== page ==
Parliament passes Bui Power Authority (Amendment), Bill 2020

Ghana is expected to make some progress in green energy as Parliament has passed into law the Bui Power Authority (Amendment), Bill 2020.

The Bill is expected to empower the Bui Power Authority to develop renewable energy and other clean energy alternatives in the country.

The Bill was laid in the House on Friday, 30th October, 2020 by the Deputy Minister for Energy Joseph Cudjoe on behalf of the Minster John Peter Amewu and thereafter referred by the Speaker to the Committee on Mines and Energy for consideration and report in accordance with Article 106 of the Constitution and Order 118 of the House’s Standing Orders.

Explaining the genesis of the Bill to the House, the Minister stated that the Government of Ghana in 2007 established the Bui Power Authority through the enactment of the Bui Power Authority Act, 2007 (Act 740) with the mandate to develop a hydroelectric power project on the Black Volta at Bui and any potential hydroelectric power site on the Black Volta River.

He further stated that the Authority has demonstrated enough institutional capacity in the area of renewable energy and successfully extended hydropower initiatives but its continuous investment and development of renewable energy has been questioned by auditors on several occasions as unlawful regarding the huge expenditure in an area which falls outside the scope of its mandate.

The Ministry of Energy consequently presented the Bill to address this anomaly and to also give legal backing to the Authority to execute and manage certain renewable energy projects and any other clean energy alternatives for the purpose of generating electric power.

The Chairman of the Committee, Emmanuel Akwasi Gyamfi presenting the Committee’s report said the Committee was informed that the Ministry of Energy has in the past three years mandated the Bui Power Authority to spearhead the development of the renewable energy sector because of the sound technical and financial capacity it has acquired since the commencement of its operations.

The Committee Chairman disclosed that Government has accordingly directed the Authority to establish the Owner/Operator Company for the country’s Nuclear Energy Programme (NEP) and to be a major a stakeholder of the Nuclear Power Ghana Limited (NPG) together with the Volta River Authority (VRA) and the Ghana Atomic Energy Commission (GAEC).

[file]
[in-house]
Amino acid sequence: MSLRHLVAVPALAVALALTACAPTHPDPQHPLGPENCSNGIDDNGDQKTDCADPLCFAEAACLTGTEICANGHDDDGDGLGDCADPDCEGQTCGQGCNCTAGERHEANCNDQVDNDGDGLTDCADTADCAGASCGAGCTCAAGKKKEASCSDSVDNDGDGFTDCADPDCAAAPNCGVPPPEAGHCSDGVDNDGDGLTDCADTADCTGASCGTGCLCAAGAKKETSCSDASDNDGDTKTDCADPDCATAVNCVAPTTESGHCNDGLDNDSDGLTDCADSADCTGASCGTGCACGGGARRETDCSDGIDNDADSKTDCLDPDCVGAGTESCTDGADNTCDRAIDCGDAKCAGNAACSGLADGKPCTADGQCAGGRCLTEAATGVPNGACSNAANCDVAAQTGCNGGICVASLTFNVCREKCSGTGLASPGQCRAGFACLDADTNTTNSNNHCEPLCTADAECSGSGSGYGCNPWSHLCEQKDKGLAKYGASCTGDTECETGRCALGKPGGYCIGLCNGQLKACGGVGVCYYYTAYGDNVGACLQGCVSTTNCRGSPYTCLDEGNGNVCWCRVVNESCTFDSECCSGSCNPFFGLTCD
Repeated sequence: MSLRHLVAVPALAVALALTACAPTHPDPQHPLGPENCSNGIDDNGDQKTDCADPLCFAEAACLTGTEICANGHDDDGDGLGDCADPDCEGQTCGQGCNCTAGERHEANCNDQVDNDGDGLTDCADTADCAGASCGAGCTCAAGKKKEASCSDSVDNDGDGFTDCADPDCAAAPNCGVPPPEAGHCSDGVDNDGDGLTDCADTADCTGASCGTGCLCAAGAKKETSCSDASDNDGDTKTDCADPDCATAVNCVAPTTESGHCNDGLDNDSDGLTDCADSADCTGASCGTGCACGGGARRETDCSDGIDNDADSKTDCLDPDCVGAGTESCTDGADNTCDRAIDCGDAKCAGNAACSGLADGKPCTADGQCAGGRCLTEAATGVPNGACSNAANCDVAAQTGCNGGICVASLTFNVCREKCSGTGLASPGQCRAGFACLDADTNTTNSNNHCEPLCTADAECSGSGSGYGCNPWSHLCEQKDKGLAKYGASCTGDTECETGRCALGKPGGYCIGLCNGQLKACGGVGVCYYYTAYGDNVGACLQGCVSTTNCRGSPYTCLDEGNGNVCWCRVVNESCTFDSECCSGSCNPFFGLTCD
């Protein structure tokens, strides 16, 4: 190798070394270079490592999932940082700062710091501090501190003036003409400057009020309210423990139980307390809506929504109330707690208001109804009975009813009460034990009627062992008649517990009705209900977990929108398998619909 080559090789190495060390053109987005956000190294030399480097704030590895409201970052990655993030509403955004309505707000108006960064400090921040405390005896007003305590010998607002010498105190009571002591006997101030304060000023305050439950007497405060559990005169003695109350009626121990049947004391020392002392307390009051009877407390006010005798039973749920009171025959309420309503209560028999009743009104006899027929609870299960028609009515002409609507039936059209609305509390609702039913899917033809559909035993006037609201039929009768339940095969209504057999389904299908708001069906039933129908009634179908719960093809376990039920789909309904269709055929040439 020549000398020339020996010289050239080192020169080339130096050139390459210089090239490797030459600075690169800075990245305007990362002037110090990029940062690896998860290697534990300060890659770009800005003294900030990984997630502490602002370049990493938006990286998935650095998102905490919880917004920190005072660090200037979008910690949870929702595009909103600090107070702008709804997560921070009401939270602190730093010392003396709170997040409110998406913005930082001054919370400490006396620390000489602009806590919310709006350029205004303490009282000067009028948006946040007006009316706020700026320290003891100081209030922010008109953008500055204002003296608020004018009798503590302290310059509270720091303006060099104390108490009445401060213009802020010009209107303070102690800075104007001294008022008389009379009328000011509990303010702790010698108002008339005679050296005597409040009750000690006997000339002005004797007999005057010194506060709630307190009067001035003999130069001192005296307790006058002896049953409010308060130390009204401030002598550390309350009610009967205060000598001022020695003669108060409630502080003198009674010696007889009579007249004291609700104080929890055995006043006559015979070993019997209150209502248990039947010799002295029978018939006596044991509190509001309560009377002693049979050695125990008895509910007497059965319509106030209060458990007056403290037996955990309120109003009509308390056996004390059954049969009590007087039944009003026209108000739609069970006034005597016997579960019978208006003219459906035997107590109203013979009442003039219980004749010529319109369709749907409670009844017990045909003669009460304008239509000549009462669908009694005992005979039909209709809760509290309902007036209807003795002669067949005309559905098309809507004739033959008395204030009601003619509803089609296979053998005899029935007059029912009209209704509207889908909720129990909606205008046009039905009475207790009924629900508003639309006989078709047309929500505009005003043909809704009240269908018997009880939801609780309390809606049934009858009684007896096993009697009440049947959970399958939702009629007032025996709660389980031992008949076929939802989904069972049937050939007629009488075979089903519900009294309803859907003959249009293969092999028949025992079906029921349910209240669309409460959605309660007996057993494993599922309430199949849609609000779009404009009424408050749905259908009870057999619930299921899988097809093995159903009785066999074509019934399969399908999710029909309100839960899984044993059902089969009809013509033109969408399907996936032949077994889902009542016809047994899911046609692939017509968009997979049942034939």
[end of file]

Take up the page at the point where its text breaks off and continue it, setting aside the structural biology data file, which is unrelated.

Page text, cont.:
The Committee noticed that these additional responsibilities were not within the scope of the existing mandate of the Authority under Act 740 but that the proposed amendments would address the anomaly by offering legal backing to the Authority to support the government in the pursuit of its objectives of developing the renewable energy sector and other clean energy alternative sources.

The Committee further observed the power off-taker arrangement provided for under Act 740 which committed the Authority to sell its power generated solely to the Electricity Company of Ghana (ECG) is being amended under the proposed law to enable the Authority execute power purchase agreements directly with other utility companies or customers, he indicated.

It, therefore, concluded that amending the Act would therefore enable the Authority to engage other utilities or companies to address potential idle capacity issues in circumstances where ECG is unable to off-take all the power generated and introduce competition in the supply market which will ultimately result in an increased revenue accrual to the Authority.

The passage of the bill shows some level of commitment to renewable energy. Some institutions had called on government to demonstrate more commitment to the sector. One of such is the Institute of Energy Security, IES.

The institute had earlier indicated that the NPP and the NDC parties had made provision for renewable energy in their respective manifestos but the energy think tank believes such promises are not enough.

Ghana failed to meet its initial target of universal electricity access by 2020 and also failed to meet its 10 percent deployment of renewable energy by 2020 target.

The Institute for Energy Security believes a lot more has to be done if Ghana is to make big strides in the renewable energy space.

Source citibusinessnews

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